This section is from the book "A Text-Book Of Pharmacology, Therapeutics And Materia Medica", by T. Lauder Brunton. Also available from Amazon: A text-book of pharmacology, therapeutics and materia medica.
Characters. - In colourless transparent prisms.
Solubility. - It is soluble in water.
Reactions. - The solution in water is alkaline, giving white precipitates with chloride of barium, chloride of calcium, and sulphate of zinc, and a brick-red precipitate with nitrate of silver (arseniate), all of which are soluble in nitric acid.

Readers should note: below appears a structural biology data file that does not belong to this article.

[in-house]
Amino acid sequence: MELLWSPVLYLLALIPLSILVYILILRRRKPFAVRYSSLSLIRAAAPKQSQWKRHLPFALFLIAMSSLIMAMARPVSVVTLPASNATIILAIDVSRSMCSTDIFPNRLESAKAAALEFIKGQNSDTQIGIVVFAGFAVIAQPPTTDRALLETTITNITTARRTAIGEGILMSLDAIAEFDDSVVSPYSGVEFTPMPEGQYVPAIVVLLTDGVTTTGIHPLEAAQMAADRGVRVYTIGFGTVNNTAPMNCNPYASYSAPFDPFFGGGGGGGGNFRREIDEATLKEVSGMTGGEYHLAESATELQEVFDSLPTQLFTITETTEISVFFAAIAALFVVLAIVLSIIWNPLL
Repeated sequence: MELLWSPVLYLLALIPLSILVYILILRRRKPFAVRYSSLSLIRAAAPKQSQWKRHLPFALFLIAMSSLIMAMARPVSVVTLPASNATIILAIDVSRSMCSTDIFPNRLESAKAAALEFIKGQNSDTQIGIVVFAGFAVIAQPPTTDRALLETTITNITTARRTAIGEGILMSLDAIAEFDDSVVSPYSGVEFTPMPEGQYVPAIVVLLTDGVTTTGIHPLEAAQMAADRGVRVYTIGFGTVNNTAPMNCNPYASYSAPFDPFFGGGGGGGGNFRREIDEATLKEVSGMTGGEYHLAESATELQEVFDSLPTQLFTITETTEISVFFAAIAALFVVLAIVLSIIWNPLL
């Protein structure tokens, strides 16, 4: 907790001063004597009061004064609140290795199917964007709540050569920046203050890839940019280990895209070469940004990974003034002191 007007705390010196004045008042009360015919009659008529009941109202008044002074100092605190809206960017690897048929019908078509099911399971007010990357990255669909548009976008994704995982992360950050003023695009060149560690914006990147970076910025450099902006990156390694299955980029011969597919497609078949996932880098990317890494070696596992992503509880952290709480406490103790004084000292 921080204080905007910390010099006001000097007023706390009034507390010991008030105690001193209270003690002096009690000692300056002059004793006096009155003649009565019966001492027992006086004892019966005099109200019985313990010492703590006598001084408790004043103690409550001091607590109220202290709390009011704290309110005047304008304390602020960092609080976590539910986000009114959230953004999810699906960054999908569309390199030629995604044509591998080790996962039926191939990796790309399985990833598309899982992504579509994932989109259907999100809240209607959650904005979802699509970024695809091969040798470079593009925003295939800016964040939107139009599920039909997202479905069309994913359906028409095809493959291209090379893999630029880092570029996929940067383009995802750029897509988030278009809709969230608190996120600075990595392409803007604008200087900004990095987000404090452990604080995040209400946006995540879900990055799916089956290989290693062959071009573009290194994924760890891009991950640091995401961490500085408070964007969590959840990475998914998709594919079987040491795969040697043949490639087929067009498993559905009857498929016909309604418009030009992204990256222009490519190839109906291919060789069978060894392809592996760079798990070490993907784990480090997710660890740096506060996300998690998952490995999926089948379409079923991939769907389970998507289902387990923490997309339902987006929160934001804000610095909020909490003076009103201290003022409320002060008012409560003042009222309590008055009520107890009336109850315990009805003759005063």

Dose.- 1/16 to 1/8 gr.; of the dried salt, 1/24 to 1/12 gr.
Preparations. b. and u.s.p.
liquor Sodii Arseniatis. 4 1/2 grains dried in 1 fl. oz. of water, or 1 in 100. B. and U.S.P.
Dose. - 5 to 10 minims.
Action. - It acts like other preparations of arsenic, but does not irritate the stomach so much, and may be given in larger doses. In frogs it produces, like arsenious acid, paralysis of the brain and spinal cord, but is much less powerful (Ringer and Murrell).
Uses. - It may be used in the same diseases as arsenious acid. It is perhaps one of the best remedies for neuralgia which we have.